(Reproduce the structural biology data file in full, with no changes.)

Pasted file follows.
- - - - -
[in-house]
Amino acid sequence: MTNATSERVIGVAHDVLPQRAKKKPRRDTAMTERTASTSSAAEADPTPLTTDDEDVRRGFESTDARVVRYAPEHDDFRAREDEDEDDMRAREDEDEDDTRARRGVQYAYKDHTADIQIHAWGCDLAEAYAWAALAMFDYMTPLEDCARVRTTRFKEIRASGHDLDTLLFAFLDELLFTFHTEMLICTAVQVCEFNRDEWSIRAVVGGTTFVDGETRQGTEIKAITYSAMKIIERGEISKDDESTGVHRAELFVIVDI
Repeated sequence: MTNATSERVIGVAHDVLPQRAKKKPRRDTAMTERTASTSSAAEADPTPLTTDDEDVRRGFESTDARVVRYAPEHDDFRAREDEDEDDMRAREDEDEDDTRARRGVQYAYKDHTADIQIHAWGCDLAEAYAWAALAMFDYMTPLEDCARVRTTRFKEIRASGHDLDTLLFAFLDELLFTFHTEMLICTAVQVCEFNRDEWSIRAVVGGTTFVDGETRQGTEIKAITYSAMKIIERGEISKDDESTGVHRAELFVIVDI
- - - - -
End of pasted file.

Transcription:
[in-house]
Amino acid sequence: MTNATSERVIGVAHDVLPQRAKKKPRRDTAMTERTASTSSAAEADPTPLTTDDEDVRRGFESTDARVVRYAPEHDDFRAREDEDEDDMRAREDEDEDDTRARRGVQYAYKDHTADIQIHAWGCDLAEAYAWAALAMFDYMTPLEDCARVRTTRFKEIRASGHDLDTLLFAFLDELLFTFHTEMLICTAVQVCEFNRDEWSIRAVVGGTTFVDGETRQGTEIKAITYSAMKIIERGEISKDDESTGVHRAELFVIVDI
Repeated sequence: MTNATSERVIGVAHDVLPQRAKKKPRRDTAMTERTASTSSAAEADPTPLTTDDEDVRRGFESTDARVVRYAPEHDDFRAREDEDEDDMRAREDEDEDDTRARRGVQYAYKDHTADIQIHAWGCDLAEAYAWAALAMFDYMTPLEDCARVRTTRFKEIRASGHDLDTLLFAFLDELLFTFHTEMLICTAVQVCEFNRDEWSIRAVVGGTTFVDGETRQGTEIKAITYSAMKIIERGEISKDDESTGVHRAELFVIVDI